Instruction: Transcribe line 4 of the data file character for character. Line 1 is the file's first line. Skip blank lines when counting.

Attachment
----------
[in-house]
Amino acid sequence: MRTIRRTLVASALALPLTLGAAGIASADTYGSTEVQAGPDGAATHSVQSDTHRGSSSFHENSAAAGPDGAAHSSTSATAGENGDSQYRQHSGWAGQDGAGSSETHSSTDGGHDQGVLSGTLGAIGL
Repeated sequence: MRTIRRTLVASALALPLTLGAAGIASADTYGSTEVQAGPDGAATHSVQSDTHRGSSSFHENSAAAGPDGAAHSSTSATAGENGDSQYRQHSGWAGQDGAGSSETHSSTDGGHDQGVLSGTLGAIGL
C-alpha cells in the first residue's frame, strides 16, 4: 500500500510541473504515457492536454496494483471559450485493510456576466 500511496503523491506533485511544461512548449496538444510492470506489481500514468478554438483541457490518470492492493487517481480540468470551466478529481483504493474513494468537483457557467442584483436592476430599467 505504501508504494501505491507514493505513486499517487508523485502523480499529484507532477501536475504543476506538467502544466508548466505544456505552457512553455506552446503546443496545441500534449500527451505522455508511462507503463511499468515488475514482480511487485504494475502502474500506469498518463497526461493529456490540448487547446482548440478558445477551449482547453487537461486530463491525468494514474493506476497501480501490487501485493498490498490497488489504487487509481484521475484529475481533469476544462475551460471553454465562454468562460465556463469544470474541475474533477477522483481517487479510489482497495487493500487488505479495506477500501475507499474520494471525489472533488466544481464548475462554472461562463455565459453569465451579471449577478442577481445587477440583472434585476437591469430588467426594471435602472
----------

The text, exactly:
C-alpha cells in the first residue's frame, strides 16, 4: 500500500510541473504515457492536454496494483471559450485493510456576466 500511496503523491506533485511544461512548449496538444510492470506489481500514468478554438483541457490518470492492493487517481480540468470551466478529481483504493474513494468537483457557467442584483436592476430599467 505504501508504494501505491507514493505513486499517487508523485502523480499529484507532477501536475504543476506538467502544466508548466505544456505552457512553455506552446503546443496545441500534449500527451505522455508511462507503463511499468515488475514482480511487485504494475502502474500506469498518463497526461493529456490540448487547446482548440478558445477551449482547453487537461486530463491525468494514474493506476497501480501490487501485493498490498490497488489504487487509481484521475484529475481533469476544462475551460471553454465562454468562460465556463469544470474541475474533477477522483481517487479510489482497495487493500487488505479495506477500501475507499474520494471525489472533488466544481464548475462554472461562463455565459453569465451579471449577478442577481445587477440583472434585476437591469430588467426594471435602472